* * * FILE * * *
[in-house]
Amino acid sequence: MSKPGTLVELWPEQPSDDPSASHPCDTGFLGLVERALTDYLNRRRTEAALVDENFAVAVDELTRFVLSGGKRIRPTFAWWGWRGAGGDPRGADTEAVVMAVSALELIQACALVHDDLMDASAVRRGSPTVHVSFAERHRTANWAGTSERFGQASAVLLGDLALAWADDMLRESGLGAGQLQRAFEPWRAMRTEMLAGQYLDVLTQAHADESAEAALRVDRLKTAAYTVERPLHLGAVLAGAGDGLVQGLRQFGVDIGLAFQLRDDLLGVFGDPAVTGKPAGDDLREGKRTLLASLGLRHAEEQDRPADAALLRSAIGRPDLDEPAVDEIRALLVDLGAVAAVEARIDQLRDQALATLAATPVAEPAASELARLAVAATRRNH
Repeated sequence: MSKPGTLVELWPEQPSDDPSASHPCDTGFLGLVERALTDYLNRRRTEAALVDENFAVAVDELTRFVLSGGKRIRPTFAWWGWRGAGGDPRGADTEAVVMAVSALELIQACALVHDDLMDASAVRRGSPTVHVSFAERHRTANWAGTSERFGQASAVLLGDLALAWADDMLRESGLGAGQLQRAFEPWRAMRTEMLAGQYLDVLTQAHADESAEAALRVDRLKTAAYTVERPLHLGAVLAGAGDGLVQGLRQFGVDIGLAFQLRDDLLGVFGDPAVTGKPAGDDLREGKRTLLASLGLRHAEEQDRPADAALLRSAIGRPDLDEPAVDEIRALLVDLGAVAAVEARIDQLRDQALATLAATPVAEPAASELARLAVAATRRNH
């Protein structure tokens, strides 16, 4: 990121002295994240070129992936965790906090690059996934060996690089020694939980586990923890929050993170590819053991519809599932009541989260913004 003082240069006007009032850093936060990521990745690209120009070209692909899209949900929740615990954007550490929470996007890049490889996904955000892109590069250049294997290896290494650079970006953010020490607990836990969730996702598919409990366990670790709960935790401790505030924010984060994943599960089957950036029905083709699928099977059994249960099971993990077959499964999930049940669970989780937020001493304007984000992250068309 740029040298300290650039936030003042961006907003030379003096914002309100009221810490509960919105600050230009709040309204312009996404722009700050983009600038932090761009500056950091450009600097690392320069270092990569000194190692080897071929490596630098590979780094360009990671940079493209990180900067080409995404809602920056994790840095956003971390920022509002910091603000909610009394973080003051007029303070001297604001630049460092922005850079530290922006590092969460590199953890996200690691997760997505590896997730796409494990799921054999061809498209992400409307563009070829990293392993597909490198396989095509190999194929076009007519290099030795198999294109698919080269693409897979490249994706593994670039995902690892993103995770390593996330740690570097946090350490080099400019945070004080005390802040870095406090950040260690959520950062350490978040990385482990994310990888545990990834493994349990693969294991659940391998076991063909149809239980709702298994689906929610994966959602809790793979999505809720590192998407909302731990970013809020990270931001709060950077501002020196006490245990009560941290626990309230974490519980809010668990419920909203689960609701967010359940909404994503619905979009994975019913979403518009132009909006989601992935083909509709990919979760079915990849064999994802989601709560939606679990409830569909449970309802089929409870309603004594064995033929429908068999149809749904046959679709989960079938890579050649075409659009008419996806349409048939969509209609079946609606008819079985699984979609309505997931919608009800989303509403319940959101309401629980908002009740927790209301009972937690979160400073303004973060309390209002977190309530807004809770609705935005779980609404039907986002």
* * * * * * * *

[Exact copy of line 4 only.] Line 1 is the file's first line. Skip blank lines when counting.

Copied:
């Protein structure tokens, strides 16, 4: 990121002295994240070129992936965790906090690059996934060996690089020694939980586990923890929050993170590819053991519809599932009541989260913004 003082240069006007009032850093936060990521990745690209120009070209692909899209949900929740615990954007550490929470996007890049490889996904955000892109590069250049294997290896290494650079970006953010020490607990836990969730996702598919409990366990670790709960935790401790505030924010984060994943599960089957950036029905083709699928099977059994249960099971993990077959499964999930049940669970989780937020001493304007984000992250068309 740029040298300290650039936030003042961006907003030379003096914002309100009221810490509960919105600050230009709040309204312009996404722009700050983009600038932090761009500056950091450009600097690392320069270092990569000194190692080897071929490596630098590979780094360009990671940079493209990180900067080409995404809602920056994790840095956003971390920022509002910091603000909610009394973080003051007029303070001297604001630049460092922005850079530290922006590092969460590199953890996200690691997760997505590896997730796409494990799921054999061809498209992400409307563009070829990293392993597909490198396989095509190999194929076009007519290099030795198999294109698919080269693409897979490249994706593994670039995902690892993103995770390593996330740690570097946090350490080099400019945070004080005390802040870095406090950040260690959520950062350490978040990385482990994310990888545990990834493994349990693969294991659940391998076991063909149809239980709702298994689906929610994966959602809790793979999505809720590192998407909302731990970013809020990270931001709060950077501002020196006490245990009560941290626990309230974490519980809010668990419920909203689960609701967010359940909404994503619905979009994975019913979403518009132009909006989601992935083909509709990919979760079915990849064999994802989601709560939606679990409830569909449970309802089929409870309603004594064995033929429908068999149809749904046959679709989960079938890579050649075409659009008419996806349409048939969509209609079946609606008819079985699984979609309505997931919608009800989303509403319940959101309401629980908002009740927790209301009972937690979160400073303004973060309390209002977190309530807004809770609705935005779980609404039907986002």